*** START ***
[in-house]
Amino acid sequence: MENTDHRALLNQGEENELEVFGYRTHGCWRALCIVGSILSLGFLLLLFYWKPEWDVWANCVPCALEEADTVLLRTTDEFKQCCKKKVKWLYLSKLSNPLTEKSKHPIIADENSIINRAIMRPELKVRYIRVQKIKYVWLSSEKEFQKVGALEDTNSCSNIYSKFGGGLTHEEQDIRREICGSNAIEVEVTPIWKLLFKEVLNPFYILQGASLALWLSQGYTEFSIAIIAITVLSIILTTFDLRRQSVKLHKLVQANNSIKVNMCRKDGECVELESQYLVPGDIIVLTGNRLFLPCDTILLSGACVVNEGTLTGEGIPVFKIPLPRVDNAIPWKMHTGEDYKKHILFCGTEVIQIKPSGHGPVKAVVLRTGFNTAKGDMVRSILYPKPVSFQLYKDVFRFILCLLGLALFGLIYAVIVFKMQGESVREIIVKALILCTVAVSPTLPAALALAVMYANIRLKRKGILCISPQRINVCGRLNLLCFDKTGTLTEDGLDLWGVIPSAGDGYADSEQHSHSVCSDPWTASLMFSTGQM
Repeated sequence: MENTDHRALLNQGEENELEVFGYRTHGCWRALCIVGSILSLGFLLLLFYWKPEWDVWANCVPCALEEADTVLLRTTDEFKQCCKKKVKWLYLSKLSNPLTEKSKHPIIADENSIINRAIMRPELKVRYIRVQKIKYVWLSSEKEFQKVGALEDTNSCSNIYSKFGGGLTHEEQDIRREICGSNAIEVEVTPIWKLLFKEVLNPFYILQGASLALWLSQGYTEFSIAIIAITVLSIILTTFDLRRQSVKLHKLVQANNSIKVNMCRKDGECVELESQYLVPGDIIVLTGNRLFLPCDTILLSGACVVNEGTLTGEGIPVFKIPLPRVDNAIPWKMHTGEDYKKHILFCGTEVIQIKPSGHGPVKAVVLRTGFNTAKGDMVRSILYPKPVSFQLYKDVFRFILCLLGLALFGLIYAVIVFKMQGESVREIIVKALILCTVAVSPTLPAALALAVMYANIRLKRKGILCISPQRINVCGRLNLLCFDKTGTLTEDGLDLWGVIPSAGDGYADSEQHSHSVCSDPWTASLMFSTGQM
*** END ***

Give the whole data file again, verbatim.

[in-house]
Amino acid sequence: MENTDHRALLNQGEENELEVFGYRTHGCWRALCIVGSILSLGFLLLLFYWKPEWDVWANCVPCALEEADTVLLRTTDEFKQCCKKKVKWLYLSKLSNPLTEKSKHPIIADENSIINRAIMRPELKVRYIRVQKIKYVWLSSEKEFQKVGALEDTNSCSNIYSKFGGGLTHEEQDIRREICGSNAIEVEVTPIWKLLFKEVLNPFYILQGASLALWLSQGYTEFSIAIIAITVLSIILTTFDLRRQSVKLHKLVQANNSIKVNMCRKDGECVELESQYLVPGDIIVLTGNRLFLPCDTILLSGACVVNEGTLTGEGIPVFKIPLPRVDNAIPWKMHTGEDYKKHILFCGTEVIQIKPSGHGPVKAVVLRTGFNTAKGDMVRSILYPKPVSFQLYKDVFRFILCLLGLALFGLIYAVIVFKMQGESVREIIVKALILCTVAVSPTLPAALALAVMYANIRLKRKGILCISPQRINVCGRLNLLCFDKTGTLTEDGLDLWGVIPSAGDGYADSEQHSHSVCSDPWTASLMFSTGQM
Repeated sequence: MENTDHRALLNQGEENELEVFGYRTHGCWRALCIVGSILSLGFLLLLFYWKPEWDVWANCVPCALEEADTVLLRTTDEFKQCCKKKVKWLYLSKLSNPLTEKSKHPIIADENSIINRAIMRPELKVRYIRVQKIKYVWLSSEKEFQKVGALEDTNSCSNIYSKFGGGLTHEEQDIRREICGSNAIEVEVTPIWKLLFKEVLNPFYILQGASLALWLSQGYTEFSIAIIAITVLSIILTTFDLRRQSVKLHKLVQANNSIKVNMCRKDGECVELESQYLVPGDIIVLTGNRLFLPCDTILLSGACVVNEGTLTGEGIPVFKIPLPRVDNAIPWKMHTGEDYKKHILFCGTEVIQIKPSGHGPVKAVVLRTGFNTAKGDMVRSILYPKPVSFQLYKDVFRFILCLLGLALFGLIYAVIVFKMQGESVREIIVKALILCTVAVSPTLPAALALAVMYANIRLKRKGILCISPQRINVCGRLNLLCFDKTGTLTEDGLDLWGVIPSAGDGYADSEQHSHSVCSDPWTASLMFSTGQM